W3C home > Mailing lists > Public > w3c-wai-ua@w3.org > January to March 2001

Raw minutes of 25 Jan 2001 UA teleconference

From: Ian Jacobs <ij@w3.org>
Date: Thu, 25 Jan 2001 16:03:36 -0500
Message-ID: <3A7094A8.D5290E2B@w3.org>
To: w3c-wai-ua@w3.org
25 January 2001 UA Guidelines Teleconference


Minutes of previous meeting 22 January:  

Next meeting: 1 February 
    Possible regrets: Mickey Quenzer

   Jon Gunderson, Ian Jacobs (scribe), Harvey Bingham, David Poehlman,
   Al Gilman, Charles McCathieNevile, Eric Hansen, Tim Lacy, Greg
   Lowney, Rich Schwerdtfeger
Regrets: Kitch Barnicle, Denis Anson, Jim Allan, Gregory Rosmaita

     Mickey Quenzer


 - Today is HB's birthday!
 - Will be attending ftf (from this call): HB, JG, IJ, AG (part-time)
   Also: RS, KB(?), EH(?)
   No: JA, DP
   Don't know: DA


2.Issue 452: Checkpoint 2.2: Review minimal requirement (three options?)

  - Adopt Ian's proposal with clarifications that user input is
    "completed" when the user says so.

  - Add techniques based on the WCAG comments.
    The UA may offer other techniques to double or triple 
    time intervals, which may also be useful.

    AG reading comments from Gregg Vanderheiden:
    "you need to provide more options for companies: three option

    IJ: We chose "infinite" as the minimal requirement to be
    sure that the user has enough time. The other options may be
    nice but exceed the minimal requirement.

    AG: I think that GV is responding from the perspective of
    preventing a denial of service attack. But that's not the
    stateless HTTP case. So his considerations may not be
    driven by the Web's architecture.

    JG: Even with statelessness, your cookie could expire (e.g.,
    due to security reasons).
    IJ: We talk about client-controlled timing only.

    AG: A likely case where you might have timeouts is the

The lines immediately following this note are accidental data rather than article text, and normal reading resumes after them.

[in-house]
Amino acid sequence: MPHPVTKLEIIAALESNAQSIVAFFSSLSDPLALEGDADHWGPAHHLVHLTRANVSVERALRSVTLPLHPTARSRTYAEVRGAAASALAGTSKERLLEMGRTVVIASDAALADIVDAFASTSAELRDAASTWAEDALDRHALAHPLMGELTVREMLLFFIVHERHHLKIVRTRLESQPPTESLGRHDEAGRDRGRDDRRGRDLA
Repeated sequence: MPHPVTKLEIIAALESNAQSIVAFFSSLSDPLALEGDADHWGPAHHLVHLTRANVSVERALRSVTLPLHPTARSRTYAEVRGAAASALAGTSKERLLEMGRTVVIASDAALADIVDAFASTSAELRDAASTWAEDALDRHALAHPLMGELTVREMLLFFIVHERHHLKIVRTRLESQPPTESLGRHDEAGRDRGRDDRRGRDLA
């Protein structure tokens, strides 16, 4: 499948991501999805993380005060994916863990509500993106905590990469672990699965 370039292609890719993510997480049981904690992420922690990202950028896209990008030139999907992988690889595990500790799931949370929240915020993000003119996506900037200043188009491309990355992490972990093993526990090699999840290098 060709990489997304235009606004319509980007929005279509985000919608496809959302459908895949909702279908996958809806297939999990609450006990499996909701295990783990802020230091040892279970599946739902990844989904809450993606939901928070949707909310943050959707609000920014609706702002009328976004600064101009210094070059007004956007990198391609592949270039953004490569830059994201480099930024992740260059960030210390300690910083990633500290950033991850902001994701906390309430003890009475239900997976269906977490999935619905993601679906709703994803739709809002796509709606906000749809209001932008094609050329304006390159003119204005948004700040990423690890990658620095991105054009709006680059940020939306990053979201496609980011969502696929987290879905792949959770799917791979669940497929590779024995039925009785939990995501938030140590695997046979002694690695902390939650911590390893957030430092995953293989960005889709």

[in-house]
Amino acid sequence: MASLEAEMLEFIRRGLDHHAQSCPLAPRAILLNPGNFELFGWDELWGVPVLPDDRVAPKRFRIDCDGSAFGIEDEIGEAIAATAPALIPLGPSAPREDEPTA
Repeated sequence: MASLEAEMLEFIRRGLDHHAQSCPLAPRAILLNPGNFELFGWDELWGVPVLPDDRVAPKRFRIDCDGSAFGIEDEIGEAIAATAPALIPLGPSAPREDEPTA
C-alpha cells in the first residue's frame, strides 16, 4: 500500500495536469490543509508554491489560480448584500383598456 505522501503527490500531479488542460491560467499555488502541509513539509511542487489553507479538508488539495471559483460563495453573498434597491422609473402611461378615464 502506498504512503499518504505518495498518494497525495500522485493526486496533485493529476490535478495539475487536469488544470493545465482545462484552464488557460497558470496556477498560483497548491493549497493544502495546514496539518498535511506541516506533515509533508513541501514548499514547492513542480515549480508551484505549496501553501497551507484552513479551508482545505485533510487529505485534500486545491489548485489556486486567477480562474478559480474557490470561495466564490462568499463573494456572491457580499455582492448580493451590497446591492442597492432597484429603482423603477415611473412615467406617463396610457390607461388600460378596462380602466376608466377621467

case of voice browsing.

    DP: All of my time-out experience has been server-side.

    IJ: Should we try to address server-side control? We already
    cover client-side control.

    AG: That falls into server administration, and the proper solution
    is probably to build in more time in the server. You can call this
    a content problem (for WCAG) or an HTTP problem (for PF). The
    protocol by which you ask for more time should be in HTTP or
    CC/PP. You don't want this on a page-by-page basis. You want a 
    generic macro.

    AG: Another client-side control scenario is periodic refresh.

    JG: So say to reviewer that some of his concerns about time
        extensions are server-side issues. 


For definition of "presentation":

Resolved from Ian's proposal.

 - Delete the term "presentation" from the glossary
 - Leave 3.2 as is, change content label to Image.
 - Delete checkpoint 3.4 since we aren't aware of
   blinking images on the Web.

/* GL and TL join */


1.Issue 389: Conformance: Hard to test conformance in an objective 

  Status: I wrote the reviewer with clarifications and asked for 
          comment. No response yet.

  Proposed resolution by IJ: We have reduced some of the conformance
  requirements as a result of the reviewer's comments. We have worked
  very hard on this conformance scheme and rejected a number of
  others. If the reviewer has specific suggestions, we will consider

  GL: My concerns about conformance to the document:
   - The checkpoint wording is so broad that it's very difficult
     to understand what it means unless you refer to notes,

   - If the document had been less ambiguous, I would not have had
     as many questions.

   - I don't believe it's possible to define something that's
     objectively measurable in terms of conformance without getting
     technology-specific. What you have is probably as good as you
     can get and still be platform-independent.

   - You need techniques documents for specific technologies (e.g.,
     HTML, or some other implementation strategy).
   - That's how the Microsoft guidelines will evolve: general
     guidelines, accompanied by technology specific complementary

   - Having the UAAG 1.0 be the only thing you can conform to
     is problematic. 

  JG: Will people want to say they conform to UAAG 1.0?

  GL: I don't see that at the current time it is interesting.
      I think the impetus to conformance could be applied by 
      outside organizations. But I don't think the impetus is
      there today from vendors.

  GL: I can imagine user organizations (e.g., NFB) as well
      lobbying a manufacturer for implementation of the Guidelines.
      Guidelines are effective for this. Clear conformance levels